[0034] In one embodiment of the invention, a method of cleaning a surface of a material layer having a reducible contaminant thereon comprises exposing a dielectric layer to one or more suppressant species for suppressing reactions between the dielectric layer and a reducing species. The exposed dielectric layer and the surface of the material layer are then contacted with the reducing species.

[0035]FIG. 3 is a cross-sectional view of a substrate 300 during different stages of an integrated circuit fabrication sequence. The substrate 300 refers to any workpiece on which film processing is performed. Depending on the specific stage of processing, the substrate 300 may correspond to a silicon wafer, or other material layers, which have been formed thereon. In the exemplary fabrication process depicted in FIG. 3, the substrate 300 comprises a plurality of conductive sub-layers 302 formed on a material layer 301. The material layer 301 may be, for example, a dielectric, a semiconducting layer, a wafer substrate, etc. As indicated in FIG. 3A, the conductive sub-layers 302 are adjacent to material sub-layers 303, that may be, for example, dielectric layers. An optional etch stop layer 305 may be formed over the material sub-layers 303 and the conductive sub-layers 302. The optional etch stop layer may comprise, for example, silicon nitride (Si3N4). The conductive sub-layers 302 may comprise a material such as, for example, copper (Cu), aluminum (Al), or tungsten (W).

[0036] As shown in FIG. 3B, a dielectric layer 304 is deposited on the etch stop layer 305 on the substrate 300 using conventional methods, such as, for example, chemical vapor deposition (CVD), plasma enhanced chemical vapor deposition (PECVD), spin coating, physical vapor deposition (PVD) among other deposition methods. The dielectric layer 304 may comprise a conventional dielectric material, such as silicon dioxide, silicon nitride, aluminum oxide, and the like. Alternatively, the dielectric layer may be a low K dielectric layer. Examples of low K dielectric materials include, fluorine-doped silicate glass (FSG), xerogels and other porous oxide materials, silsesquioxanes, organosilicates, parylene, fluorinated materials, among other low K dielectrics. In at least one embodiment, the low K dielectric material comprises carbon. The low K dielectric may have a dielectric constant less than about 4.0.

[0037] Referring to FIG. 3C, the dielectric layer 304 is patterned using conventional patterning technology (e.g. photoresist processing). An etch resist 307 is deposited on the dielectric layer 304 and patterned to define regions for etching features 306 into the dielectric layer 304. The feature 306 may be, for example, a sub-micron feature. Referring to FIG. 3D, the features 306 are extended into the dielectric layer 304 by etching the dielectric layer 304, using, for example, a reactive ion etch process. A suitable etchant may be selected based upon the composition of the dielectric layer 304. Exemplary etchants include, fluorocarbons, hydrofluorocarbons, sulfur compounds, oxygen, nitrogen, carbon dioxide, etc. At least one feature 306 is aligned with a conductive sub-layer 302 such that contact may be made thereto. For embodiments in which an optional etch stop layer 305 has been formed atop the conductive sub-layer 302, the etch stop layer 305 may be removed by a suitable etchant in order to expose the conductive sub-layer 302, as shown in FIG. 3D. For example, to remove a silicon nitride etch stop layer 305, a reactive ion etch process wherein a plasma comprising such oxygen and/or fluorocarbons may be used to etch portions of the optional etch stop layer 305 in order expose the conductive sub-layer 302.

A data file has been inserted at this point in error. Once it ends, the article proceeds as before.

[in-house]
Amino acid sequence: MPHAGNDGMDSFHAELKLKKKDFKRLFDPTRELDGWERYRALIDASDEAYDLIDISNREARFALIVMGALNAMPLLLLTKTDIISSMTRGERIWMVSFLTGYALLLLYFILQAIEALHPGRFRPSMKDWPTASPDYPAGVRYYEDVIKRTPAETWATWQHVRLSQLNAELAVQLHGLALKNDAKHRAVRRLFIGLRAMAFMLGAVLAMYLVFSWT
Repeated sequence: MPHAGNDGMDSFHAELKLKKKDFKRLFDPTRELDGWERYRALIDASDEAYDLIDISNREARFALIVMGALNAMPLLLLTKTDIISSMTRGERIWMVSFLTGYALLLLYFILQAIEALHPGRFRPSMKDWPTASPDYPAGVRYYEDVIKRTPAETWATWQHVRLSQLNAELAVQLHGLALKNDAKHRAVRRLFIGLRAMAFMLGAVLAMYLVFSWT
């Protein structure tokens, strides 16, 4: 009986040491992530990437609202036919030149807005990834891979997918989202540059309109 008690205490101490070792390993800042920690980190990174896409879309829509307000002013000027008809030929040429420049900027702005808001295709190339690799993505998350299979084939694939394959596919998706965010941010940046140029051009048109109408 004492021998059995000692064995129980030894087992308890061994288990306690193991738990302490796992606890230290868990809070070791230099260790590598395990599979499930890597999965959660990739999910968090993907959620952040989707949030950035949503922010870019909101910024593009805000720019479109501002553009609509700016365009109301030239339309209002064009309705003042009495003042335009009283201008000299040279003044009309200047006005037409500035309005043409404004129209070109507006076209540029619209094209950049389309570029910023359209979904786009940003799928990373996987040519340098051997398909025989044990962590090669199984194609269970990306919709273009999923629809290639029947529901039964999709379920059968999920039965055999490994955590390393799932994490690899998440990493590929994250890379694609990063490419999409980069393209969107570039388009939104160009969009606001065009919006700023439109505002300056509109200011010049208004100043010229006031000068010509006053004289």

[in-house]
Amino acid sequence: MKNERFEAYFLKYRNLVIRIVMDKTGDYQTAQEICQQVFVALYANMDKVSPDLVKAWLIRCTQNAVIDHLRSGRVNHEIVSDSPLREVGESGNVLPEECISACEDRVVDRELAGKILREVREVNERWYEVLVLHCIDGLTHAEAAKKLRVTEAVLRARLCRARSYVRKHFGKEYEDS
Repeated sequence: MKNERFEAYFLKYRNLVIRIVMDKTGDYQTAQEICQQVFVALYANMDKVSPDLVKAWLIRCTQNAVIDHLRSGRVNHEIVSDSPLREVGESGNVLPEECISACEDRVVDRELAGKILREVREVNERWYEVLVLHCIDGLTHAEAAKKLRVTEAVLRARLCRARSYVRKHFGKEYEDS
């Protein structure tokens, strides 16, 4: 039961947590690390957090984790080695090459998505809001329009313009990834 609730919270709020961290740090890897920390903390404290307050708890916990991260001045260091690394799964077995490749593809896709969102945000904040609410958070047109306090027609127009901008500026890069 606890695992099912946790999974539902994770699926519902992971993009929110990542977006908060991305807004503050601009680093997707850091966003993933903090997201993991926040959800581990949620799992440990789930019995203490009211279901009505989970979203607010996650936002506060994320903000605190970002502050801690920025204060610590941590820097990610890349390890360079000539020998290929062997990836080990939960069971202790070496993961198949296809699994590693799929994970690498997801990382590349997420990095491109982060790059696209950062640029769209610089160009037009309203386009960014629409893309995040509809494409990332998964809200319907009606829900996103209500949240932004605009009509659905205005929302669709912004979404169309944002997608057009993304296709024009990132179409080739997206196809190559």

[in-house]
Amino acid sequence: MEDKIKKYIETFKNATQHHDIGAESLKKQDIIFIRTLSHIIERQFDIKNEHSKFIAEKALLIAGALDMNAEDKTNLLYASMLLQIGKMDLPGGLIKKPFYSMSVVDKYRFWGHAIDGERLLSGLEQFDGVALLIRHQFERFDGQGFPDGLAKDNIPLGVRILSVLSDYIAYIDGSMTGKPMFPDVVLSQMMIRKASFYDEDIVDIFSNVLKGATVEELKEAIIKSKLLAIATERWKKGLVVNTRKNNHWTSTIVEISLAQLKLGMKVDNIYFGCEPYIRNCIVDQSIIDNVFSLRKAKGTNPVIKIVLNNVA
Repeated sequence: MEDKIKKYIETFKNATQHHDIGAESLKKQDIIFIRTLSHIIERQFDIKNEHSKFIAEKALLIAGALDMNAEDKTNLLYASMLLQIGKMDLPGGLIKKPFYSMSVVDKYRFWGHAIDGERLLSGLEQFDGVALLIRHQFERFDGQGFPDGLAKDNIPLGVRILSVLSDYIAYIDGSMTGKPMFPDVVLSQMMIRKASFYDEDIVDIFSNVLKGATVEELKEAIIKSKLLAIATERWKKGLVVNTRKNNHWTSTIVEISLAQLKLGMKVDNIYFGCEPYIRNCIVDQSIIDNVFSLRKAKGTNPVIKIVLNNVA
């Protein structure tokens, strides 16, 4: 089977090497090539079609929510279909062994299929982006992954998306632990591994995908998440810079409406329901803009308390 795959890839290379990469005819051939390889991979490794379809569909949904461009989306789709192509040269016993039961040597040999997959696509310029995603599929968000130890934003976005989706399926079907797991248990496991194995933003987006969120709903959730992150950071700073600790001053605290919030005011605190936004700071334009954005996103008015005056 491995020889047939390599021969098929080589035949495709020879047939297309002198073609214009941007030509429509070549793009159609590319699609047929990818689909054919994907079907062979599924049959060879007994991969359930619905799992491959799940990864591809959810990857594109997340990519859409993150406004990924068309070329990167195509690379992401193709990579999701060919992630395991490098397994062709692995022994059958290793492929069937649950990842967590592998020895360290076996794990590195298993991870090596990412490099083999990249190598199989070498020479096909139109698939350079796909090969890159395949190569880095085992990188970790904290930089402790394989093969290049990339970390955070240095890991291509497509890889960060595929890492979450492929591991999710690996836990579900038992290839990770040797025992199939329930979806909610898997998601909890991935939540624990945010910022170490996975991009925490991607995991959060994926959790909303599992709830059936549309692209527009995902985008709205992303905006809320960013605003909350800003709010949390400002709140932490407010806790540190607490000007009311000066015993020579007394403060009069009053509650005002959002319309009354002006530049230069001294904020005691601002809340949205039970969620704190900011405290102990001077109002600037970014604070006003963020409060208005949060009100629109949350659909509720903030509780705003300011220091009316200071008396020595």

[0038] Referring to FIG. 3E, the feature 306 is etched to a depth sufficient to expose a surface 308 of the feature 306. The surface 308 of the feature 306 generally has a contaminant region 310 (may be exaggerated in size for clarity) associated with the surface 308. The contaminant region 310 may comprise, for example, an oxide such as a metal oxide, organic residues, or combinations thereof. The organic residues may comprise, for example, hydrogen, carbon, fluorine or combinations thereof. The organic residues may have originated from, for example, photoresist processing, dielectric etch processing, other process steps, or exposure to atmosphere between processing steps. The contaminant region 310 may be a thin layer (as shown in FIG. 3E) over the conductive sub-layer 302 or alternatively, a region that only partially covers the conductive sub-layer 302. The contaminant region may have a thickness less than about 100 Angstroms.

[0039] Referring to FIG. 3F, the etch resist 307 may be removed by conventional methods, revealing a top surface 320 of the dielectric layer 304. Referring to FIG. 3G, the contaminant region 310 is then removed or cleaned from the feature 306 using a reactive pre-clean process. One or more process gases are introduced into a processing chamber such as, for example the vacuum chamber 111 of the RPC apparatus 102 shown in FIG. 2 or the applicator 52 of the remote plasma source 50 shown in FIG. 1. The one or more process gases generally comprise a reducing gas, such as, for example, hydrogen (H2), ammonia (NH3), or hydrazine (N2H2), among other gases capable of reducing contaminants such as metal oxides and the like on a material layer, and combinations thereof.